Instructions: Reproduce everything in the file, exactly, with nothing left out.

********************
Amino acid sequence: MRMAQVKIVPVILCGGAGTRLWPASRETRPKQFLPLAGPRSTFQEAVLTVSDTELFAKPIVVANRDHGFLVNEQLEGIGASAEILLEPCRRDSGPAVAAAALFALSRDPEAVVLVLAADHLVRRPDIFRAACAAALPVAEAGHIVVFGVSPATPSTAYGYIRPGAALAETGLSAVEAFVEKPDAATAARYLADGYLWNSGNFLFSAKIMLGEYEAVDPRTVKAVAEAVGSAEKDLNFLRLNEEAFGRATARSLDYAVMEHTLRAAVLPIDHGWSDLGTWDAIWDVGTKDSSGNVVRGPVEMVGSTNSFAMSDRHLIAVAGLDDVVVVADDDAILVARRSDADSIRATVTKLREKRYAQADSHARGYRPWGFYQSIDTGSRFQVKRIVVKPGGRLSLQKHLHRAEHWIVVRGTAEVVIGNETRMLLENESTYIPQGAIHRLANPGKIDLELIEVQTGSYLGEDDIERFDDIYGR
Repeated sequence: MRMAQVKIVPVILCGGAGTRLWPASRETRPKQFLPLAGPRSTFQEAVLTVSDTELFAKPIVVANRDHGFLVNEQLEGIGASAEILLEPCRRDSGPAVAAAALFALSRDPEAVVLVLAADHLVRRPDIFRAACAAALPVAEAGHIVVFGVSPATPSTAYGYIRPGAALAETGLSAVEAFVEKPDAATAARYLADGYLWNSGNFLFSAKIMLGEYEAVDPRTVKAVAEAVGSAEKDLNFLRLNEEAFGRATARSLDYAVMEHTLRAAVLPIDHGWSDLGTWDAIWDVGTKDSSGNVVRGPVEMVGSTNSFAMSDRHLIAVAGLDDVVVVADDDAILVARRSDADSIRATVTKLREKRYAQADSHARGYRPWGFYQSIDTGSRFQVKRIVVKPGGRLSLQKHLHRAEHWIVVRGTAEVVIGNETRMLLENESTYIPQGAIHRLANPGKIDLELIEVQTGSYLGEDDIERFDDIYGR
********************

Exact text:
Amino acid sequence: MRMAQVKIVPVILCGGAGTRLWPASRETRPKQFLPLAGPRSTFQEAVLTVSDTELFAKPIVVANRDHGFLVNEQLEGIGASAEILLEPCRRDSGPAVAAAALFALSRDPEAVVLVLAADHLVRRPDIFRAACAAALPVAEAGHIVVFGVSPATPSTAYGYIRPGAALAETGLSAVEAFVEKPDAATAARYLADGYLWNSGNFLFSAKIMLGEYEAVDPRTVKAVAEAVGSAEKDLNFLRLNEEAFGRATARSLDYAVMEHTLRAAVLPIDHGWSDLGTWDAIWDVGTKDSSGNVVRGPVEMVGSTNSFAMSDRHLIAVAGLDDVVVVADDDAILVARRSDADSIRATVTKLREKRYAQADSHARGYRPWGFYQSIDTGSRFQVKRIVVKPGGRLSLQKHLHRAEHWIVVRGTAEVVIGNETRMLLENESTYIPQGAIHRLANPGKIDLELIEVQTGSYLGEDDIERFDDIYGR
Repeated sequence: MRMAQVKIVPVILCGGAGTRLWPASRETRPKQFLPLAGPRSTFQEAVLTVSDTELFAKPIVVANRDHGFLVNEQLEGIGASAEILLEPCRRDSGPAVAAAALFALSRDPEAVVLVLAADHLVRRPDIFRAACAAALPVAEAGHIVVFGVSPATPSTAYGYIRPGAALAETGLSAVEAFVEKPDAATAARYLADGYLWNSGNFLFSAKIMLGEYEAVDPRTVKAVAEAVGSAEKDLNFLRLNEEAFGRATARSLDYAVMEHTLRAAVLPIDHGWSDLGTWDAIWDVGTKDSSGNVVRGPVEMVGSTNSFAMSDRHLIAVAGLDDVVVVADDDAILVARRSDADSIRATVTKLREKRYAQADSHARGYRPWGFYQSIDTGSRFQVKRIVVKPGGRLSLQKHLHRAEHWIVVRGTAEVVIGNETRMLLENESTYIPQGAIHRLANPGKIDLELIEVQTGSYLGEDDIERFDDIYGR